But there was her hat. She’d been here. Why? She needed to get in.

She turned to the door, only to withdraw, gagging. In her excitement, she’d managed to miss the pegasus lying slumped facefirst against the door. Blood was smeared down the door, as if he’d been dragged, and one of his wings had been broken. His head rested at a grotesque angle. Swallowing, Applejack reached forward and delicately poked the body to push it away from the door. The pony fell over and toppled onto his back.

It was Thunderlane, the bodyguard she’d met barely a week ago. His face was battered and bloody, like he’d been smashed against the door repeatedly, with a broken jaw rendering him horrifically uncanny. Applejack clapped a hoof to her mouth and turned away as her stomach heaved. She clamped her jaws shut and breathed through her nose. In. Out. In. Out.

“You can do this, girl,” she muttered. “You can do this.”

Swallow. Eyes open. Nothing she could do for Thunderlane now. Keep on track. Keep moving. Applejack wiped the (still warm) blood from the doorframe, looking for either a card reader or a keypad.

Unfortunately, what she found was a keypad, four places for ten digits each. It was probably too much to ask for it to be something simple, but Applejack tried anyway: all the same digits, variants on 1-2-3-4, even a few random entries. Each attempt was met with an angry failure beep from the pad. Unless she found a convenient sticky note with the code written on it, she wasn’t getting in.

Through the door, anyway.

Applejack squinted through one of the windows again and looked up. A large vent cover was set into the ceiling — big enough for a pony to crawl through, if she was lucky. Maybe… She trotted to the room on one side, marked as Storage. It was protected by a card reader, but her janitor card opened it straight up. “If I get outta here,” Applejack muttered, “I’m gonna give every janitor I ever see a kiss. No matter what.”

The inside of the storage was relatively bare, mostly neatly-organized shelves and lockers and a few crates. The scientists must’ve been real sticklers for organization. Applejack examined the ceiling and quickly spotted it: another vent cover that matched the one in the neuromod chamber. If the vent was as large as the cover — about three feet by three feet — she’d be able to crawl through and come out inside the other room. Thank Celestia for the necessity of HVAC. Applejack planted her shoulder against a crate to push it beneath the vent.

“Excuse me.”

Applejack spun around at the sudden voice, bringing her gun up. “Who’s there?” she yelled. “Show yourself!” She didn’t aim the gun as much as point it vaguely in what she hoped was the right direction. It was hard to tell which direction the voice was coming from; it sounded like the speaker was inside something.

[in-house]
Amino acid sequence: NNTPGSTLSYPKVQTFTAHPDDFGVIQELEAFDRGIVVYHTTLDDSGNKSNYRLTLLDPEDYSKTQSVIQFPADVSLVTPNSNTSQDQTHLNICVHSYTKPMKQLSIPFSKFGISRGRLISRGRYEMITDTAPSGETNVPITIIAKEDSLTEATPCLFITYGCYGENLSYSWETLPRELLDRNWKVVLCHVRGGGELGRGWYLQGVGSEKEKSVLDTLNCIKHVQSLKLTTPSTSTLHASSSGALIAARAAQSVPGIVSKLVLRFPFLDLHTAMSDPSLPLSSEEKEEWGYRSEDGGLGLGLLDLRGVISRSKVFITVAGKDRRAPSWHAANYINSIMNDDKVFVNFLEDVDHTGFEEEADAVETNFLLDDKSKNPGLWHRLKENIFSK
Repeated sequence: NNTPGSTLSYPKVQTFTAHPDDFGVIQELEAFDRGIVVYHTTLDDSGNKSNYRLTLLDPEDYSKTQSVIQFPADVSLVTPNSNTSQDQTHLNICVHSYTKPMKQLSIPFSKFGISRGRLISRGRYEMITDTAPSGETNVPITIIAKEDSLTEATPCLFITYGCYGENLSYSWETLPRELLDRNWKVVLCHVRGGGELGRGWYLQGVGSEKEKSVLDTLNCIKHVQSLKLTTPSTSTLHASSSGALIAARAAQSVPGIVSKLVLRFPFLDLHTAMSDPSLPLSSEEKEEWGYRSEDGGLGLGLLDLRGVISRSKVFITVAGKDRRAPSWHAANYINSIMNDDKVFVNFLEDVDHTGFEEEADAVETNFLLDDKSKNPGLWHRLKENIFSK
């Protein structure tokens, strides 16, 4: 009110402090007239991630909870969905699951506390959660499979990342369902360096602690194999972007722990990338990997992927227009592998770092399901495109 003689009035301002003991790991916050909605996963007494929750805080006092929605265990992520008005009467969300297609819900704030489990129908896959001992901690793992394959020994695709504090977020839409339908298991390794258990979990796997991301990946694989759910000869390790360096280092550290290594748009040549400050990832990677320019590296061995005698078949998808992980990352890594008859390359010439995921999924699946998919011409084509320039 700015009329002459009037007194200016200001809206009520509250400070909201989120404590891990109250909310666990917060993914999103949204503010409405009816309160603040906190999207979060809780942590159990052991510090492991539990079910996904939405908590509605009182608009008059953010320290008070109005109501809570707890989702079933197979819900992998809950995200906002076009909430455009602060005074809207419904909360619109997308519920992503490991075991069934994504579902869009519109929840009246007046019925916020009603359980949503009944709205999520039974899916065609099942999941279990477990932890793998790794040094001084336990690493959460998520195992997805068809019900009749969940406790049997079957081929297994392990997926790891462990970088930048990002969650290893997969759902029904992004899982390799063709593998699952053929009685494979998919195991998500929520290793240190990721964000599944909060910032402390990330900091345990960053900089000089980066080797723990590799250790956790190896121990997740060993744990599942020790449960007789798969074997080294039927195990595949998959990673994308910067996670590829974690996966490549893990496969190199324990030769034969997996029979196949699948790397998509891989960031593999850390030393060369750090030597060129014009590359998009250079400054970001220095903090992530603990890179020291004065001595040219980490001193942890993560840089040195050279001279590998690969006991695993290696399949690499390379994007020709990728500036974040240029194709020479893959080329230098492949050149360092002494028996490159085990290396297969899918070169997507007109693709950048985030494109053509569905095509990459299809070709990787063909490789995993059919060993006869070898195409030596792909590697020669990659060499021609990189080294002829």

“Not just yet. Trixie thinks you might hit her with panic fire. If you please lower your gun, Trixie will come out slowly.”

Lower her gun? Even with her limited knowledge of firearms, Applejack didn’t want to do that. It was the only thing resembling ranged protection she had. And if this Trixie referred to herself like that, could she be trusted? Or was she crazy?

But Applejack’s options were so limited that, inch by inch, she put her leg back on the ground. “Alright,” she said. “It’s down. C’mon out.”

“Excellent.” A few metallic clinks, and one of the lockers opened a foot. Applejack twitched but kept her feet on the ground. A blue hoof poked from the locker and waved. “See? Here. Trixie is coming out now, so please refrain from becoming trigger-happy.”

The locker opened completely and a light blue unicorn with a long, pale mane toppled out. She got up with a serene… not exactly indifference, more an “I meant to do that” look. She brushed herself off — she was wearing the uniform of a volunteer — and looked at Applejack with a sort of cool but nonhostile confidence. “Greetings.”

Applejack’s leg twitched. “Uh… Hey. Name’s Applejack.” She gestured at the locker with her unarmed leg. “What were you doin’ in…?”

“Trixie was hiding, obviously,” huffed the unicorn. “She has been hiding for the past several hours. Or did you miss the alien invasion in progress?” Her horn glowed as she levitated a tube of hairspray and a lighter out of the locker. She gave the lighter a few experimental clicks to see if it still worked and nodded to herself. “What are you doing here? I thought I locked the door.”

“Janitor’s skeleton key.”

“Ah. Yes, that would do it nicely.” Trixie glanced at Applejack’s gun. “At least you- Wait.” She marched up to Applejack and wrenched her leg from the floor to look at the gun. Applejack pulled away, but Trixie had apparently seen all she needed to see. “You were pointing your gun at me while it was empty?”

“Ehm…” Applejack looked at the ammo counter. 0. “I… guess?” She’d completely forgotten about using up her last shell.

“I don’t know who you are or what you want,” Trixie said, boggling, “but you need to mod yourself up with guns. All the guns. Right now.” She grabbed Applejack’s tail in her magic and stomped out of the lab.